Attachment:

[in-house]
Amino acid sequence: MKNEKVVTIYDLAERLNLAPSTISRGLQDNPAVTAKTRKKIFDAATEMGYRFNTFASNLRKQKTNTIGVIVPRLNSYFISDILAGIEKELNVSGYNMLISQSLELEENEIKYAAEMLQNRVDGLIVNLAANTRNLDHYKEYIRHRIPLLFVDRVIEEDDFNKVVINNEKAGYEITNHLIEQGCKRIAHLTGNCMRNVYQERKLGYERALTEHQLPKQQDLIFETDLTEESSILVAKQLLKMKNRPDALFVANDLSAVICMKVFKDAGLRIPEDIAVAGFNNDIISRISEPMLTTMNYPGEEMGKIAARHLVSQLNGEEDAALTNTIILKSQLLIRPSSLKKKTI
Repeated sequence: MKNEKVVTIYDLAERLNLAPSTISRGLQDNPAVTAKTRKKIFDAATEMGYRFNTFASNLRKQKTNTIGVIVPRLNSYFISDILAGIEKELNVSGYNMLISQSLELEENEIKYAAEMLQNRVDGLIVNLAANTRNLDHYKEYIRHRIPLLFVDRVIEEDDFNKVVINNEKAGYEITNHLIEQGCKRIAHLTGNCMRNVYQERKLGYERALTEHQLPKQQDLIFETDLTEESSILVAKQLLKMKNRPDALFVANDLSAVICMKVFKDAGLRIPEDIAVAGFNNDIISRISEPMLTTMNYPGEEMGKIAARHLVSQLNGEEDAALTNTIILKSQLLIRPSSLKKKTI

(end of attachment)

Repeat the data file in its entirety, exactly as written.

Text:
[in-house]
Amino acid sequence: MKNEKVVTIYDLAERLNLAPSTISRGLQDNPAVTAKTRKKIFDAATEMGYRFNTFASNLRKQKTNTIGVIVPRLNSYFISDILAGIEKELNVSGYNMLISQSLELEENEIKYAAEMLQNRVDGLIVNLAANTRNLDHYKEYIRHRIPLLFVDRVIEEDDFNKVVINNEKAGYEITNHLIEQGCKRIAHLTGNCMRNVYQERKLGYERALTEHQLPKQQDLIFETDLTEESSILVAKQLLKMKNRPDALFVANDLSAVICMKVFKDAGLRIPEDIAVAGFNNDIISRISEPMLTTMNYPGEEMGKIAARHLVSQLNGEEDAALTNTIILKSQLLIRPSSLKKKTI
Repeated sequence: MKNEKVVTIYDLAERLNLAPSTISRGLQDNPAVTAKTRKKIFDAATEMGYRFNTFASNLRKQKTNTIGVIVPRLNSYFISDILAGIEKELNVSGYNMLISQSLELEENEIKYAAEMLQNRVDGLIVNLAANTRNLDHYKEYIRHRIPLLFVDRVIEEDDFNKVVINNEKAGYEITNHLIEQGCKRIAHLTGNCMRNVYQERKLGYERALTEHQLPKQQDLIFETDLTEESSILVAKQLLKMKNRPDALFVANDLSAVICMKVFKDAGLRIPEDIAVAGFNNDIISRISEPMLTTMNYPGEEMGKIAARHLVSQLNGEEDAALTNTIILKSQLLIRPSSLKKKTI